This year is a year full of extraordinary events in our skies, after the supermoon of early April, at the end of April there will be the passage of an asteroid and at the end of May that of a comet.
On April 29, 2020, an asteroid the size of Everest will reach Earth, but despite its incredible proportions that would make it a potential hazard, it does not pose a risk to the earth as it is expected to pass more than 6 million kilometers from our planet and at a speed of 8.7 kilometers per second. Scientists say it is fairer to call it a small planet because a rough estimate has defined its size from a tiny diameter of 1.7 to 4 kilometers. It is not the first time we have crossed this small planet, as early as 1998 it was spotted by Nasa who catalogued it with the number 52768 or 1988 OR2. This asteroid or small planet was discovered on July 24, 1998 by Near Hearth Asteroid Tracking, known by the acronym NEAT. The NEAT is a program conducted by NASA and specifically by JPL which is the leading American center for robotic exploration of the solar system and features 19 spacecraft and 10 major instruments that perform planetary, Earth science and space astronomy missions. However, it is also constantly monitored by the European Space Agency based in Frascati that is responsible for monitoring celestial bodies passing near Earth and calculating their probability of collision with our planet. According to Nasa, the small planet will reach its closest reaches to Earth on Wednesday, April 29 at 4.56am (American time), 10.56am Italian time, but will be invisible to the naked eye, at most it will become seemingly as bright as a star and to see it will take at least a telescope 15 centimeters in diameter. After the morning flyby you will be able to observe in the early evening moving away from our planet and getting lower and lower on the horizon.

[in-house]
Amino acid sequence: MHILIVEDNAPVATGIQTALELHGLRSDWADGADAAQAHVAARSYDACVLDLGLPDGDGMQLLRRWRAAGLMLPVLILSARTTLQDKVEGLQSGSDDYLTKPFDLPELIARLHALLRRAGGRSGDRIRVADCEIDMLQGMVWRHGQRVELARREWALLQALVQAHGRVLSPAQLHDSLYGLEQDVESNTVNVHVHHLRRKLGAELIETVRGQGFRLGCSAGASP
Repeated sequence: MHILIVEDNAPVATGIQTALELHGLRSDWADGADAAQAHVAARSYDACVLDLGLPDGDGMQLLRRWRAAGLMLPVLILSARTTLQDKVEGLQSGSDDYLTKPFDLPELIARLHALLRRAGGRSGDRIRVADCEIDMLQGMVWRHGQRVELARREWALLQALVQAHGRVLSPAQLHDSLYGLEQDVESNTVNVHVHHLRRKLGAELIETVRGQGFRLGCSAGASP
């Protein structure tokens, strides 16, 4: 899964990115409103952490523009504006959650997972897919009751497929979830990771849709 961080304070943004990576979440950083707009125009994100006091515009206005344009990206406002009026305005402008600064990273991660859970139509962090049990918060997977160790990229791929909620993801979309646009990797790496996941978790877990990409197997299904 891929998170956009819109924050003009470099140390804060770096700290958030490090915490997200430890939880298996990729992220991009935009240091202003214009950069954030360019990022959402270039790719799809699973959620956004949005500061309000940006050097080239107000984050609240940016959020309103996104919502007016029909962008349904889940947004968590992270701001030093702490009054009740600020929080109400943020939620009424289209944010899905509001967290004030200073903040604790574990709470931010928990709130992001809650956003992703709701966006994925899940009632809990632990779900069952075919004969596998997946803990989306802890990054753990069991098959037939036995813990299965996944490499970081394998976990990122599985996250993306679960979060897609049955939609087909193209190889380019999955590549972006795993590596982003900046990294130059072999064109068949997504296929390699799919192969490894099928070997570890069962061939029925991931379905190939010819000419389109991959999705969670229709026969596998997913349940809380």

The impact on earth of a celestial body of this size would be able to drastically change the climate of the entire planet, lifting amounts of dust that would remain in the atmosphere for decades, as well as destroying the area of impact for hundreds of kilometers. In the last 14 years, 26 large asteroids have fallen on Earth, but most impacts are neutralized by the Earth’s atmosphere or occur in the oceans that cover 70 of our planet’s surface, and some fortunately in remote or sparsely populated areas. The last was in Russia in 2013. The fall of a large meteorite that disintegrated in the lower layers of the atmosphere, caused a spectacular rain of debris, with explosions and trails burning in the sky over the Urals and central regions of Russia. About 1,200 people were injured in a region about 1,500 kilometers from Moscow, about 3,000 buildings were damaged. The fragments, according to the Russian Emergencies Ministry, fell in an unpopulated area and mainly the injured are due to broken glass from explosions caused by the meteor shower. A city administrator said more than a million square meters of glass were shattered.